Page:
The nightmare atmosphere culminated in watching a blackmail trial for prostitution in which the woman was convicted because she was really too scared to risk the fight that it made me want to put up when I listened to it.
Well, about Collioure. It is on the Midi railway and is about an hour from Perpignan. It is very filthy and very beautiful. It is very near the Spanish border, about seventy-five miles from Barcelona. The Pyrenees have a luxurious severity like the richness of ecclesiastical voluptuousness. The bathing is good. The town is without a WC (our house has one thank god) and there are amorous cats in the streets by the hundreds. There is a fort full of Senegalese. Matisse and some of the pointillists painted here. It is worth seeing and we WANT to see you. I don’t know how you would come from Paris but we took the Paris express at Marseilles, then changed at Contrast, at Cette, and at Narbonne. Expresses stop at Port Vendres for the Algerian boats and you could go to Port Vendres and drive about a mile over here or else take a slow train that stops at Collioure. Everybody knows the Villa Tine and already the Anglaise that live in it.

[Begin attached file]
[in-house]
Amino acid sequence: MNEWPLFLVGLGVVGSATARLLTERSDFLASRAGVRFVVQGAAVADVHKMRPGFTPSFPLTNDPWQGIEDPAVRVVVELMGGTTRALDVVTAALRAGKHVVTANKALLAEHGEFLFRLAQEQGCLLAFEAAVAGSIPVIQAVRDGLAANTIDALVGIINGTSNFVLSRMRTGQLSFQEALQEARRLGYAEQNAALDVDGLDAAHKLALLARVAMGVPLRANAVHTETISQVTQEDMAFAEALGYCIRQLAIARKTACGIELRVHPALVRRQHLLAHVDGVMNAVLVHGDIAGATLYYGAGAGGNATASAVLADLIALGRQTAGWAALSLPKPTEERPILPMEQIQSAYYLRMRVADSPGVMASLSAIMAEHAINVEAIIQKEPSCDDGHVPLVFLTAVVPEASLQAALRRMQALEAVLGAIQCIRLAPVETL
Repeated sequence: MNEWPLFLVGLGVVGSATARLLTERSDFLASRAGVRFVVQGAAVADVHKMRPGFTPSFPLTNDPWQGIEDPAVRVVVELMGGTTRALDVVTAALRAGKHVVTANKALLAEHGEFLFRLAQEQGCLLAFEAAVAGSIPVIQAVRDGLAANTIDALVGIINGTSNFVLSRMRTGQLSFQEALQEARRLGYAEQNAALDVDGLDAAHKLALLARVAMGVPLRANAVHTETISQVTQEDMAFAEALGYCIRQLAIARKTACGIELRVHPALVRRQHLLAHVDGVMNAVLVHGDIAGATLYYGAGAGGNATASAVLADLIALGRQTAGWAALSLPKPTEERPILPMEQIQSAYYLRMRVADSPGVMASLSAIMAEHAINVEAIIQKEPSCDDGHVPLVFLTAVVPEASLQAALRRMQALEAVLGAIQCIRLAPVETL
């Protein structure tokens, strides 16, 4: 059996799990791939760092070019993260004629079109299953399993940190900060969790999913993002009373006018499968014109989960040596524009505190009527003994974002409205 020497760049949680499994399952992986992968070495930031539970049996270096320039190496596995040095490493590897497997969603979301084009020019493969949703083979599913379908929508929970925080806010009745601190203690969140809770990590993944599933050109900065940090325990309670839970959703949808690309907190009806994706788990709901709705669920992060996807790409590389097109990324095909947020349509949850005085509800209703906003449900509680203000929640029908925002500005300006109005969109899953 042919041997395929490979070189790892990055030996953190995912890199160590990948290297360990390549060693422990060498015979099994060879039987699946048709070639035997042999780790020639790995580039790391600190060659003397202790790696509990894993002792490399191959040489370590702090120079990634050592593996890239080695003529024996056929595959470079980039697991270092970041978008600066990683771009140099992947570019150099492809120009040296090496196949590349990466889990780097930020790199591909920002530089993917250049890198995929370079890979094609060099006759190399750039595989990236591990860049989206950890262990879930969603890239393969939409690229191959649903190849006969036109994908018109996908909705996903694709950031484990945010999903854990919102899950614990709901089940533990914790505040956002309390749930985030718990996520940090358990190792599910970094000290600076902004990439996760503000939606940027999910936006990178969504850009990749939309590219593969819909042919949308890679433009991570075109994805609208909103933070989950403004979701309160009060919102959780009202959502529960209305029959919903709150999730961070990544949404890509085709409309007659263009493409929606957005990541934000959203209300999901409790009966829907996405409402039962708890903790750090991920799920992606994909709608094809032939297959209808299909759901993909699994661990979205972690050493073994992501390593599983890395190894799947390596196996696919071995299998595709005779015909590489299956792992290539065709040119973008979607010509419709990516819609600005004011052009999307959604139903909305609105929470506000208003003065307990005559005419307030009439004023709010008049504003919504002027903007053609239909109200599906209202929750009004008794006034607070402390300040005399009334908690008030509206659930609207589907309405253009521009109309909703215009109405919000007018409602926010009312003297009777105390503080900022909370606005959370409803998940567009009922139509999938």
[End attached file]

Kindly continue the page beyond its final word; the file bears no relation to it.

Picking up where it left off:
Love to you both. Evelyn
1The group disembarked at Marseille and travelled by train to Collioure, stopping en route at Porte Vendre.
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To Otto Theis
August 15, 1923